The European Union's Health Security Committee on Thursday called for the bloc's member states to coordinate and roll out joint measures against COVID-19 as China reopens its borders.
The committee -- an informal advisory group on health security at European level -- said following an emergency meeting on the COVID-19 situation in China that "coordination of national responses to serious cross border threats to health is crucial."
"We need to act jointly and will continue our discussions," it added.
The meeting came after Italy, which was hit hard by the first wave of the pandemic in early 2020, ordered mandatory COVID antigen swabs and virus sequencing for all travellers coming from China.
Health Minister Orazio Schillaci said on Wednesday that "the measure is essential to ensure the surveillance and identification of any variants of the virus in order to protect the Italian population."
The US also requires a negative COVID-19 test for travellers from China.
Beijing started loosening its zero-COVID policy and strict travel quarantine rules after protests swept through the country in late November following the death of at least 10 people in a building under quarantine in Urumqi in the western Xinjiang region.
The easing has led to an explosion in cases across China where trust in locally-developed vaccines is low. Western vaccines such as the mRNA jabs by Pfizer-BioNTech and Moderna are not approved by the country's health authorities.
EU health ministers agreed in early December to return to a pre-pandemic approach to free movement and travel without any COVID-19 related measures. But they kept the possibility to activate an "emergency brake" in a coordinated approach if the epidemiological situation worsens.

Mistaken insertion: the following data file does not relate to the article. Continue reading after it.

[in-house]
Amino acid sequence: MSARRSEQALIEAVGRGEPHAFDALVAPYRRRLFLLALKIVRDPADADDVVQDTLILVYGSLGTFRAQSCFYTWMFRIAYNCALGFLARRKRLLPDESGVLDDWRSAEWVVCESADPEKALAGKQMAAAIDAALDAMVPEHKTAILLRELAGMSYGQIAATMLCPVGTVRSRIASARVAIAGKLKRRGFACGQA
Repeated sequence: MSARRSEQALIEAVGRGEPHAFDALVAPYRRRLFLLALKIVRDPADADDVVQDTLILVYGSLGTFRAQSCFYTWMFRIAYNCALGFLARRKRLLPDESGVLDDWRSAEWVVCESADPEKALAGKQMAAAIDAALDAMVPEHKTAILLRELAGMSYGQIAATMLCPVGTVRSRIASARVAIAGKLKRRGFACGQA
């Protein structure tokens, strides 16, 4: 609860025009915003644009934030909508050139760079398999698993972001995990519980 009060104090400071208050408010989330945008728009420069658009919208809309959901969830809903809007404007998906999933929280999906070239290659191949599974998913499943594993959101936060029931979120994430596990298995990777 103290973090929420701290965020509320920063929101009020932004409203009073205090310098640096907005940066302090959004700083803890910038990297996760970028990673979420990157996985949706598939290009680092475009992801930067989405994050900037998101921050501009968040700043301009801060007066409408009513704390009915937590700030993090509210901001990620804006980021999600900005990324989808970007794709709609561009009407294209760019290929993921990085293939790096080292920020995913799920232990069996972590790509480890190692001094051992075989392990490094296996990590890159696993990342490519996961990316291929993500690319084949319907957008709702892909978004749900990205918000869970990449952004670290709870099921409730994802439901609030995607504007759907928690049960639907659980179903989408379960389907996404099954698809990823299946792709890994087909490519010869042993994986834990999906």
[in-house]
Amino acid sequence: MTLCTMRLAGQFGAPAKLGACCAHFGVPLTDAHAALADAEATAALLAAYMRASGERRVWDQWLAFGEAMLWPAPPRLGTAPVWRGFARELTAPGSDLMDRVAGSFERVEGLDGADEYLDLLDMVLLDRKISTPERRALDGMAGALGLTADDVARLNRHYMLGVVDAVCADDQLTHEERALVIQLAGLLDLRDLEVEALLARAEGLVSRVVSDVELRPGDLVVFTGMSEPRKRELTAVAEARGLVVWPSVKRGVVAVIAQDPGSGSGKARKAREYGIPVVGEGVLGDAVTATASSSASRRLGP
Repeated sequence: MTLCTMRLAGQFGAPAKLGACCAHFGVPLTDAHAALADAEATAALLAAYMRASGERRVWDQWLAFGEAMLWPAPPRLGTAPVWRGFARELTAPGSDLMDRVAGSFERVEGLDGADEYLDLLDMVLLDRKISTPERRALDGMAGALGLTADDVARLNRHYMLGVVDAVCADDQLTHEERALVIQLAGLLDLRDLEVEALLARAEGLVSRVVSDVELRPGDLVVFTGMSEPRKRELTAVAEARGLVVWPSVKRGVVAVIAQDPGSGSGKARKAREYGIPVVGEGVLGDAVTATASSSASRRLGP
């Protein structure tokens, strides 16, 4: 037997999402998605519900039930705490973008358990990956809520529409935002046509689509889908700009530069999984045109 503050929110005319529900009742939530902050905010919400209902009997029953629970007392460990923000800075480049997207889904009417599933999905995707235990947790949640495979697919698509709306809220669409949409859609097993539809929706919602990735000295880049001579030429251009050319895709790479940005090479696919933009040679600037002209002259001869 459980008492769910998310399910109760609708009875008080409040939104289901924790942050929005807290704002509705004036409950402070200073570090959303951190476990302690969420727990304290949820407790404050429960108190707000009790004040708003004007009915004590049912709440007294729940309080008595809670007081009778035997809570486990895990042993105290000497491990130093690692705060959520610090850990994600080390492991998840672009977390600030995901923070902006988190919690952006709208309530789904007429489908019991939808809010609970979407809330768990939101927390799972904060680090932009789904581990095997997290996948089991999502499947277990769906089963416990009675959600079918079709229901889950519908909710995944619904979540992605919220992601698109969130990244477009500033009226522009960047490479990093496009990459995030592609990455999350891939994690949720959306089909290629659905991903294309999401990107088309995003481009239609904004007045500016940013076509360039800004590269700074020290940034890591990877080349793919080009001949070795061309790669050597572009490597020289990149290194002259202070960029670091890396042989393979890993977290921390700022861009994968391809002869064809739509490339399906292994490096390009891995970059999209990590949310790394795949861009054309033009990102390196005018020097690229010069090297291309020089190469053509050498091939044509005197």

"The BF7 omicron variant, which is prevalent in China, is already present in Europe and has not significantly grown. However, we remain vigilant and will be ready to use the emergency brake if necessary," a Commission spokesperson told Euronews.
The head of the World Health Organisation (WHO) forecast earlier this month that COVID-19 could stop being a global health emergency in 2023 as the number of deaths from the virus continues to dwindle.
"At that time (in 2021), COVID-19 was killing 50,000 people each week. Last week, less than 10,000 people lost their lives," Dr. Tedros Adhanom Ghebreyesus told reporters.
"We’re hopeful that at some point next year, we will be able to say that COVID-19 is no longer a global health emergency."
"The criteria for declaring an end to the emergency will be among the topics of conversation when the Emergency Committee meets in January," he said.
He nonetheless warned that the virus is "here to stay" and that countries "will need to learn to manage it" and renewed his call for vaccination and treatment to be made more readily available worldwide.
"Only one in five people in low-income countries has been vaccinated; access to diagnostics and life-saving treatments for COVID-19 remains unacceptably unaffordable and unequal; the burden of post-COVID-19 condition is only likely to increase; and large gaps in surveillance remain, which is a weakness not only for detecting new variants of COVID-19, but also for monitoring the spread of other infections," he said.
He also urged "China to share the data and conduct the studies that we have requested, to better understand the origins of this virus."